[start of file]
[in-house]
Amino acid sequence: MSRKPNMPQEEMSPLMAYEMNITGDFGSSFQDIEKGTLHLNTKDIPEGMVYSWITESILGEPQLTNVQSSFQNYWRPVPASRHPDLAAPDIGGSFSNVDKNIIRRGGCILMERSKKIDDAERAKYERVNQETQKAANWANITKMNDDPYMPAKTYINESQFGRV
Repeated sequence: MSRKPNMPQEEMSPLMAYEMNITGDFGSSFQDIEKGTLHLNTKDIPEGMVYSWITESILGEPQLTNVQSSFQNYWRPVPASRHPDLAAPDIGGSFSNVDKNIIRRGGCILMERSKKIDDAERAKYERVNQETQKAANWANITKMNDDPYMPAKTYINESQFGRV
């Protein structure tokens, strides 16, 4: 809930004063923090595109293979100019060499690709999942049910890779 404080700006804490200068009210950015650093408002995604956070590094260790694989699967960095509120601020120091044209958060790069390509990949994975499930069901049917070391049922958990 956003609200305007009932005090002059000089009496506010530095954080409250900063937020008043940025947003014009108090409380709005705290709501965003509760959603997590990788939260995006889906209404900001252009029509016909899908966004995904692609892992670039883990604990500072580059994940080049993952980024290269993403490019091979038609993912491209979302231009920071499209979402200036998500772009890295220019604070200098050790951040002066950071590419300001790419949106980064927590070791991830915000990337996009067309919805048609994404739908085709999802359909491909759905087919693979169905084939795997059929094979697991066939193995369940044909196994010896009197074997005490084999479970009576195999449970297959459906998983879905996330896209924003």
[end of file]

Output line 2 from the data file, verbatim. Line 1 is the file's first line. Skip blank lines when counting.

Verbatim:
Amino acid sequence: MSRKPNMPQEEMSPLMAYEMNITGDFGSSFQDIEKGTLHLNTKDIPEGMVYSWITESILGEPQLTNVQSSFQNYWRPVPASRHPDLAAPDIGGSFSNVDKNIIRRGGCILMERSKKIDDAERAKYERVNQETQKAANWANITKMNDDPYMPAKTYINESQFGRV